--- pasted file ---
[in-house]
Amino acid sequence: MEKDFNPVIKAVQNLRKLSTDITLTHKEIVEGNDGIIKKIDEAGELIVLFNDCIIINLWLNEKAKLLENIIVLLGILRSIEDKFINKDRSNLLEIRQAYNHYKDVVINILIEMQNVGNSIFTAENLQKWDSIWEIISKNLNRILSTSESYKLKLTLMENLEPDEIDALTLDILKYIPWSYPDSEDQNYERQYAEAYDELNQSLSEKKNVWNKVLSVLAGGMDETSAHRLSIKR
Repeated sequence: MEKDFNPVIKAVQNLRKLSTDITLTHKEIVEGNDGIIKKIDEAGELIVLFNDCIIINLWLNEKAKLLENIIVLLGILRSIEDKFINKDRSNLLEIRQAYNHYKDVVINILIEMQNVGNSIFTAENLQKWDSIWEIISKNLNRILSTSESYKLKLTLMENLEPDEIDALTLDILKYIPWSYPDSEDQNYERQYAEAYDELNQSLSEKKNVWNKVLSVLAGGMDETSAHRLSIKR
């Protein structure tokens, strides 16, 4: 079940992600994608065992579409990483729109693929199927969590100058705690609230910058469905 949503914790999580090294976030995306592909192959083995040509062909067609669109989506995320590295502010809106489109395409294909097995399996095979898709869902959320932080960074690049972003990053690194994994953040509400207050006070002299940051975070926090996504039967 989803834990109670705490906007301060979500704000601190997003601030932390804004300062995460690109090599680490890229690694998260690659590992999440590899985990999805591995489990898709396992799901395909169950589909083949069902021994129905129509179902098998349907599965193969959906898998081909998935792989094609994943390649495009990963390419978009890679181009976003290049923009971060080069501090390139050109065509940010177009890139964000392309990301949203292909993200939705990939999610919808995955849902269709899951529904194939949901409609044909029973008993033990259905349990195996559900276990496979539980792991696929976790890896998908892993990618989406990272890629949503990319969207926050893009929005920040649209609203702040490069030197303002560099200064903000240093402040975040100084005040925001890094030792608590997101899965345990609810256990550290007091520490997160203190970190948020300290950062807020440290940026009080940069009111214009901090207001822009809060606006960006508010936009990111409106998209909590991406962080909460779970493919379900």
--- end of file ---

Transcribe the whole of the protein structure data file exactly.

[in-house]
Amino acid sequence: MEKDFNPVIKAVQNLRKLSTDITLTHKEIVEGNDGIIKKIDEAGELIVLFNDCIIINLWLNEKAKLLENIIVLLGILRSIEDKFINKDRSNLLEIRQAYNHYKDVVINILIEMQNVGNSIFTAENLQKWDSIWEIISKNLNRILSTSESYKLKLTLMENLEPDEIDALTLDILKYIPWSYPDSEDQNYERQYAEAYDELNQSLSEKKNVWNKVLSVLAGGMDETSAHRLSIKR
Repeated sequence: MEKDFNPVIKAVQNLRKLSTDITLTHKEIVEGNDGIIKKIDEAGELIVLFNDCIIINLWLNEKAKLLENIIVLLGILRSIEDKFINKDRSNLLEIRQAYNHYKDVVINILIEMQNVGNSIFTAENLQKWDSIWEIISKNLNRILSTSESYKLKLTLMENLEPDEIDALTLDILKYIPWSYPDSEDQNYERQYAEAYDELNQSLSEKKNVWNKVLSVLAGGMDETSAHRLSIKR
């Protein structure tokens, strides 16, 4: 079940992600994608065992579409990483729109693929199927969590100058705690609230910058469905 949503914790999580090294976030995306592909192959083995040509062909067609669109989506995320590295502010809106489109395409294909097995399996095979898709869902959320932080960074690049972003990053690194994994953040509400207050006070002299940051975070926090996504039967 989803834990109670705490906007301060979500704000601190997003601030932390804004300062995460690109090599680490890229690694998260690659590992999440590899985990999805591995489990898709396992799901395909169950589909083949069902021994129905129509179902098998349907599965193969959906898998081909998935792989094609994943390649495009990963390419978009890679181009976003290049923009971060080069501090390139050109065509940010177009890139964000392309990301949203292909993200939705990939999610919808995955849902269709899951529904194939949901409609044909029973008993033990259905349990195996559900276990496979539980792991696929976790890896998908892993990618989406990272890629949503990319969207926050893009929005920040649209609203702040490069030197303002560099200064903000240093402040975040100084005040925001890094030792608590997101899965345990609810256990550290007091520490997160203190970190948020300290950062807020440290940026009080940069009111214009901090207001822009809060606006960006508010936009990111409106998209909590991406962080909460779970493919379900």